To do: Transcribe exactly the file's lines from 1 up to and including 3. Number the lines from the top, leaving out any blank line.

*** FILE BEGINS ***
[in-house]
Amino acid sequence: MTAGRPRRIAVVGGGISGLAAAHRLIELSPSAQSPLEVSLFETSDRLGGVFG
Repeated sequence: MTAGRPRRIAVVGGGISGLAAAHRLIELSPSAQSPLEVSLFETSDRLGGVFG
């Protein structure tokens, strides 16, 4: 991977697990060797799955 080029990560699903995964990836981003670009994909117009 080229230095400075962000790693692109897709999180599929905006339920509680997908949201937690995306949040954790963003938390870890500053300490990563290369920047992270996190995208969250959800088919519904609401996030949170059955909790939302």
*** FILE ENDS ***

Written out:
[in-house]
Amino acid sequence: MTAGRPRRIAVVGGGISGLAAAHRLIELSPSAQSPLEVSLFETSDRLGGVFG
Repeated sequence: MTAGRPRRIAVVGGGISGLAAAHRLIELSPSAQSPLEVSLFETSDRLGGVFG